"I’m a democratic leader, and try to use the strengths and expertise of our team members to come up with better ideas and solutions. Although, I must admit I am a strong driver by nature as well. I like to move forward and get things done.
"In hotels today, when there is a problem, guests want it to be fixed as soon as possible, and then move on. The GM’s ability to make sure the hotel employees have the right tools to do their job is vital. The modern-day GM also needs to be able to understand today’s traveller. Knowing what makes them tick is the key to a successful business.
"More often, travellers prefer an inspiring environment, space to move around in and the ability to connect with friends, family and work, 24/7. Therefore, services such as free internet, easy connectivity and activities to enable guests to interact with each other are very important to them.
"I think the new-generation GM doesn’t necessarily need to come from a traditional hospitality education background. Why should a good director of a large supermarket or other mid-sized business not make the step into hospitality? The infrastructure is similar and although they would need additional training on certain aspects, this is not something that cannot be overcome.
"When it comes to innovation particularly, I think we can learn a lot from other industries."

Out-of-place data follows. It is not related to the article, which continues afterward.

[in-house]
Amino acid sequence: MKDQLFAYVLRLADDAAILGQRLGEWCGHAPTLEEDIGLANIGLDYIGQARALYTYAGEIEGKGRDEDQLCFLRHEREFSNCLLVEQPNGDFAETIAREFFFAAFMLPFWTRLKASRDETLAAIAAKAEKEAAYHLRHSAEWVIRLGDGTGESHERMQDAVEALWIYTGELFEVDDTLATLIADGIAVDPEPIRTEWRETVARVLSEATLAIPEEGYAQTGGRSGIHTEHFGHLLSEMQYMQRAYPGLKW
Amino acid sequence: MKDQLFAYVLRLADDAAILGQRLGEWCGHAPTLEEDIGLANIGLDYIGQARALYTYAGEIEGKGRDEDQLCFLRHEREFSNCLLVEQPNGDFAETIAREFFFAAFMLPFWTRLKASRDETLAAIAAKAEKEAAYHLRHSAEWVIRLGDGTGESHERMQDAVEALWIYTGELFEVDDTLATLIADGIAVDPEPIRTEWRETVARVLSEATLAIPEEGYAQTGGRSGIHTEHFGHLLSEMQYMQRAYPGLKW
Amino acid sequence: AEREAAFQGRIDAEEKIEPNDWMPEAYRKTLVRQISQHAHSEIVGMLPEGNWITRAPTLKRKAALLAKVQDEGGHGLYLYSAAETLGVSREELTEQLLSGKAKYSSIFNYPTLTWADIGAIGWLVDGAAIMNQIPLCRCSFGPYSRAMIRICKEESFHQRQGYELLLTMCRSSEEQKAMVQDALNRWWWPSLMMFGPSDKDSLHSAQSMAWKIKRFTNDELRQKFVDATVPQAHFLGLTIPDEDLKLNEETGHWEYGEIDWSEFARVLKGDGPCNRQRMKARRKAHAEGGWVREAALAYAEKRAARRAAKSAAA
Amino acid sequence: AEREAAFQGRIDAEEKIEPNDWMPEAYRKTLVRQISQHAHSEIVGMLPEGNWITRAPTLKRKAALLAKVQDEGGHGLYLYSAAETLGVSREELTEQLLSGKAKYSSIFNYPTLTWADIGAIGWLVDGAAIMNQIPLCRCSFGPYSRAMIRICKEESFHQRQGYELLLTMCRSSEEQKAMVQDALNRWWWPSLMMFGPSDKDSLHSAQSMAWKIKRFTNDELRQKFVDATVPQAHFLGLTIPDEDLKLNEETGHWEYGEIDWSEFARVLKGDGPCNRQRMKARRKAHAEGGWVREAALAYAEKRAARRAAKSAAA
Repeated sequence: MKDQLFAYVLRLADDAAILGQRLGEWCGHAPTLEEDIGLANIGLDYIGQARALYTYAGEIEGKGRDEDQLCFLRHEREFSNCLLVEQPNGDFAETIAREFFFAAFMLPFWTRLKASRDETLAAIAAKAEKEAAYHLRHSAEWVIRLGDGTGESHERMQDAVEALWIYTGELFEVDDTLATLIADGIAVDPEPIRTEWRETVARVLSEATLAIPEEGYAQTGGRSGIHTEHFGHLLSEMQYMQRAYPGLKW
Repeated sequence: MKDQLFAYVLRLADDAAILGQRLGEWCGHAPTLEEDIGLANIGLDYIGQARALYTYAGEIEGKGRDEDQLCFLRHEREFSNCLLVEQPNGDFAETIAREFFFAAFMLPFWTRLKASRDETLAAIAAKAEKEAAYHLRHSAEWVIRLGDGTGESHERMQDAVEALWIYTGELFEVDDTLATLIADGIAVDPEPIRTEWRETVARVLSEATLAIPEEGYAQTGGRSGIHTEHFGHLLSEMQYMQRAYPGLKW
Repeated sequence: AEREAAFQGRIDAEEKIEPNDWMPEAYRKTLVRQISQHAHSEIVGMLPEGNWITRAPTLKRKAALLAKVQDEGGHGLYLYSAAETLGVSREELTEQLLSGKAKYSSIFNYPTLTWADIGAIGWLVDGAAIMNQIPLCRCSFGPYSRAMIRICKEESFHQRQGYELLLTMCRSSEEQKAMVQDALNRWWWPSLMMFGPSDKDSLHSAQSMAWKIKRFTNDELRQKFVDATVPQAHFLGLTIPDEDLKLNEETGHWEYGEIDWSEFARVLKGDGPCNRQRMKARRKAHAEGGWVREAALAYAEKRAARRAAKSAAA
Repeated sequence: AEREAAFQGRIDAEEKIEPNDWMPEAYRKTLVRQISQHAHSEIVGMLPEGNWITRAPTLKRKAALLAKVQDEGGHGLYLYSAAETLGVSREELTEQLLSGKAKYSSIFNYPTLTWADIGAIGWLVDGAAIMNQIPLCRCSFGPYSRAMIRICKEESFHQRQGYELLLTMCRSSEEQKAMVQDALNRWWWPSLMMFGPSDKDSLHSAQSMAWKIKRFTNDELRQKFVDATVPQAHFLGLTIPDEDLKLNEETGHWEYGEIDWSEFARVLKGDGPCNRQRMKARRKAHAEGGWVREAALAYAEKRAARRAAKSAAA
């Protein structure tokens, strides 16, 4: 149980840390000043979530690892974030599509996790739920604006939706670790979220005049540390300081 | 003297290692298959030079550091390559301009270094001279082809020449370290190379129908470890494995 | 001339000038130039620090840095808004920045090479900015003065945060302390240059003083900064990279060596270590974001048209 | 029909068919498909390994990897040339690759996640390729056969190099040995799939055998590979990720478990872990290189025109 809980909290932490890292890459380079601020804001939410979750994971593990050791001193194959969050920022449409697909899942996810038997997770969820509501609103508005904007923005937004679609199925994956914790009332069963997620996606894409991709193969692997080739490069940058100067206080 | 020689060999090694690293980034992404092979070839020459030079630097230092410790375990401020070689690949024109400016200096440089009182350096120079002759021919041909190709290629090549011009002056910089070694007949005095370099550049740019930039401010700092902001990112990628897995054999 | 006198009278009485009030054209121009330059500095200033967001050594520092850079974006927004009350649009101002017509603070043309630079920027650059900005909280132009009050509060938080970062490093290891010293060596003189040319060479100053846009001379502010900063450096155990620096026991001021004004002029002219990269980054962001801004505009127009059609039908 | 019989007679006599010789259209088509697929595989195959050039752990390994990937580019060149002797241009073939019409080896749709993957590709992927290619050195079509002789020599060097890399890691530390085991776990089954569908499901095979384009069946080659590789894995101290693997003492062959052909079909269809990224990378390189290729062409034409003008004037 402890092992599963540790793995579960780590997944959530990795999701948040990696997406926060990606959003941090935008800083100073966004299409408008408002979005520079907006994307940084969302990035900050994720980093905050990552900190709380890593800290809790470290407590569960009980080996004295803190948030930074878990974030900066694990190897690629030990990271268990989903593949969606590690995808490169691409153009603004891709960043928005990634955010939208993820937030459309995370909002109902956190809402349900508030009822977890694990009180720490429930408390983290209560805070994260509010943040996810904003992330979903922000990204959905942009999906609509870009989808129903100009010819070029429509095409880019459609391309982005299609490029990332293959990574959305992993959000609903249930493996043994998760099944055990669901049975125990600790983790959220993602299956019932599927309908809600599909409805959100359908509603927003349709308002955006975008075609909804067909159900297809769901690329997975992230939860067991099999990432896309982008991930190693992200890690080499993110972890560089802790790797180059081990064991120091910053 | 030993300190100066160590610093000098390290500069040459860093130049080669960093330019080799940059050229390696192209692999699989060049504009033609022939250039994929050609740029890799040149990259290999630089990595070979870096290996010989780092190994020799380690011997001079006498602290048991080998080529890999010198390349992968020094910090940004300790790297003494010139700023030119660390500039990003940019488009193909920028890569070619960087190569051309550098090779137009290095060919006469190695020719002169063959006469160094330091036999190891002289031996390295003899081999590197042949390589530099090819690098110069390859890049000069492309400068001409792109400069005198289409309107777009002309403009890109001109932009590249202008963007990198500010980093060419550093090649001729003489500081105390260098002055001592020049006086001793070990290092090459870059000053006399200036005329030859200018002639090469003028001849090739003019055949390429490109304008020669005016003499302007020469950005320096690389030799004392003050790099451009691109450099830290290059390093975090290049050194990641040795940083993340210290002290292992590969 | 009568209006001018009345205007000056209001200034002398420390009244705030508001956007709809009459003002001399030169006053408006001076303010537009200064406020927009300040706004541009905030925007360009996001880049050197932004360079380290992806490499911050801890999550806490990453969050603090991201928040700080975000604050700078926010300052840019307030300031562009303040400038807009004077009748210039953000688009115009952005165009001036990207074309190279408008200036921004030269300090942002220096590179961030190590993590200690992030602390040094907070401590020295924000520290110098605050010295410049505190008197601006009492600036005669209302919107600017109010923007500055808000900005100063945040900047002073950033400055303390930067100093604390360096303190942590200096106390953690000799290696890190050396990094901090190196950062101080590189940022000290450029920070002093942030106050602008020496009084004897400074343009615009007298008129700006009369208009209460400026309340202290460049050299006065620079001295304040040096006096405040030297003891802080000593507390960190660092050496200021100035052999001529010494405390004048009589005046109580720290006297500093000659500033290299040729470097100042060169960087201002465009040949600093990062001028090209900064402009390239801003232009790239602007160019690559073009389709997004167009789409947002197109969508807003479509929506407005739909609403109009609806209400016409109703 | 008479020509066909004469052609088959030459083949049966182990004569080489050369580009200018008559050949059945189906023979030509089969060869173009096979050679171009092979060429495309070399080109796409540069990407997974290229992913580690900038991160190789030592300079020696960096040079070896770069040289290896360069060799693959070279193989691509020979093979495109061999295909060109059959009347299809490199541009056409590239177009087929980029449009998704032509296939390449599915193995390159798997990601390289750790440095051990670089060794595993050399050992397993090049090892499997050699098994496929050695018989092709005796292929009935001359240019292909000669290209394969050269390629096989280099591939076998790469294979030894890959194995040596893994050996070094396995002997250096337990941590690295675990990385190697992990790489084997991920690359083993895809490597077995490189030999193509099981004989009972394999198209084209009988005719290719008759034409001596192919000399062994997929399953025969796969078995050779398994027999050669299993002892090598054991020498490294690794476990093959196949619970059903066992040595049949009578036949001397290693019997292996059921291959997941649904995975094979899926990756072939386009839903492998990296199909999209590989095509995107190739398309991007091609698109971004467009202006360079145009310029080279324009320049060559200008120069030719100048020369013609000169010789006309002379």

Kevin Kelly, general manager at the St Pancras Renaissance London Hotel
"We’re very busy at the moment – actually, it’s a mad house. The interest in the hotel is phenomenal. We’re finding social enquiries, weddings and dinner dances in particular, to be coming in, in unbelievable numbers. The hotel has been much awaited and with its location, direct access to St Pancras International station, and the history, we’re inundated.
"The St Pancras Renaissance London Hotel is a Grade I listed building and the seventh most important site in the UK as judged by English Heritage. This was one of the most luxurious hotels in Europe when it was built in 1873. But there hasn’t been a hotel operating here for 85 years.
"It has been great to move here from the Marriott, Grosvenor Square and do an opening for such an important property. We’re aiming to bring luxury back to the hotel. This is a five-star deluxe hotel, and it’s one of our flagships in Europe. It has butler service, one of the best spas in London, and two restaurants, one of which is headed by Marcus Wareing.
"I have a consultative approach. I also like to be approachable and to have the right balance with staff members. A GM needs to know what motivates the staff. They need to be happy doing their job because if they’re not, that affects the guests. I’m guest focused in every way.
"I think the quality a GM that needs to succeed in the 21st century has changed over the years. In the past, it was more important to concentrate on the day-to-day operation. Now, although that’s really important, it seems that hotel GMs need to be accountable to the hotel owner. A lot of private investors have hotels today, and they want to get involved and discuss the running of the business and the future. It’s much more about managing an asset."